On one level, we watch the video of Suarez biting or Ferguson butting countless times because we want to try to position ourselves in the debate. However, I believe that this is not the whole story. After the first viewing fails to confirm physicality to us, we watch again and again and again, hoping for some of that acuity while paradoxically lessening the possibility of experiencing it thanks to desensitization. Eventually, the loop is just stuff happening banally on a screen, drained utterly of any guarantee of presence. It fails to provide what is ultimately the dark masochism of football, the desire to steal the pain from its on-pitch victim: perhaps the moral debate around Suarez is a way of sublimating the strange wish that it was us being bitten.

Posted by Joe Kennedy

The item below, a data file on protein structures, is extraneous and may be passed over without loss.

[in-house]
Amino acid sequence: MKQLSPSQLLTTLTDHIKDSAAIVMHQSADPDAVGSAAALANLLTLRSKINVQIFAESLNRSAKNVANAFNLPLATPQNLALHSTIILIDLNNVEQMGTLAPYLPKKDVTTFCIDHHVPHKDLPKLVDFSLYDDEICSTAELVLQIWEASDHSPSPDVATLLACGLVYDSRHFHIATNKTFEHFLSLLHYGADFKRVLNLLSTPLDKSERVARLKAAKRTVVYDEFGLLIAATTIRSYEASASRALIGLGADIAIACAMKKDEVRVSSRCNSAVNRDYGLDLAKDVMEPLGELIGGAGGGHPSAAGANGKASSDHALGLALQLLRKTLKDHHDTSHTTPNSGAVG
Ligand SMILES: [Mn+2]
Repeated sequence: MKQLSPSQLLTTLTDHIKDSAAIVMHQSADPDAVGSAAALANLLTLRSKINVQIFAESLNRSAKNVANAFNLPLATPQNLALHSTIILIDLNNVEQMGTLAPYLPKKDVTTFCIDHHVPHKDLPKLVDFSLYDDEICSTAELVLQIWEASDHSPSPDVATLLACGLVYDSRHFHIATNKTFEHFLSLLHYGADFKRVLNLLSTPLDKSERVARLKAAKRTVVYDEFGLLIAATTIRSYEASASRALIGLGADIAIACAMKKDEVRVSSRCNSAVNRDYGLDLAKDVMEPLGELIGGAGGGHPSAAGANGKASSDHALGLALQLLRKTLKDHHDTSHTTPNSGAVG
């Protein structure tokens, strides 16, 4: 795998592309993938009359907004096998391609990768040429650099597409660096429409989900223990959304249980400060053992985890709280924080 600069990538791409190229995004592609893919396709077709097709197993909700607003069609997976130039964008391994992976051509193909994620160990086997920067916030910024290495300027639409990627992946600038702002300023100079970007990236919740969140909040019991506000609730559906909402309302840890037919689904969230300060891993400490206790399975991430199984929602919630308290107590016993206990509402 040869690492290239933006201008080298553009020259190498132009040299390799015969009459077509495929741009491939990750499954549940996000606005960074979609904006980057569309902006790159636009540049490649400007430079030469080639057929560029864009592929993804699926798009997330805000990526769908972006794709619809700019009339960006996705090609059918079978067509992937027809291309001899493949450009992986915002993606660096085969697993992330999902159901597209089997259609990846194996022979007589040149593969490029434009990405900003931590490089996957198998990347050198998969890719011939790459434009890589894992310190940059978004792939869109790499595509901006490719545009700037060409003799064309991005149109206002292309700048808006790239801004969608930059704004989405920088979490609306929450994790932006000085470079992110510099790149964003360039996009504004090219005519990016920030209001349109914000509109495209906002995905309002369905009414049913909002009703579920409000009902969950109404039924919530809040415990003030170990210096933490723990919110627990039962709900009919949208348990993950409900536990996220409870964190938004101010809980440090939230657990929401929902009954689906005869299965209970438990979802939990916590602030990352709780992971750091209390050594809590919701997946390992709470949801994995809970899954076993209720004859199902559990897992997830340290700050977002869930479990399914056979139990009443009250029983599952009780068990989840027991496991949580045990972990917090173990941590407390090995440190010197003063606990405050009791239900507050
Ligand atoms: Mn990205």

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Costa Rica, Joel Campbell and the lost cause

Cristian Gamboa plays a one-two with teammate Christian Bolaños nine minutes into the second half in Fortaleza. Costa Rica trail Uruguay 1-0 but have gradually being gaining the upper-hand, with centre-half Óscar Duarte having just gone close when left unmarked at the far post from a free kick. Bolaños’ return ball is rushed and slightly overhit. It’s heading for the corner flag. Another of the mundane incidences of error to be expected in a game played at high a tempo as this one. Gamboa, an overlapping full-back, might be advised to let it run out of play lest he be caught out of position on a subsequent break. But he goes for it anyway, hooking his right foot at the ball as it hugs the touchline just short of the corner quadrant. Such last-ditch crosses usually end up being skewed off over the end line or land too close to the goalkeeper but Gamboa makes clean contact and gets real pace on it. The ball drops back around the penalty spot. Celso Borges mistimes his run but he has inadvertently sold two Uruguayan defenders a dummy and behind him Joel Campbell has the time to take the ball down and rifle a peach of a shot past a static Fernando Muslera. It’s a great finish but it is the unexpectedness of the chance that is so stunning.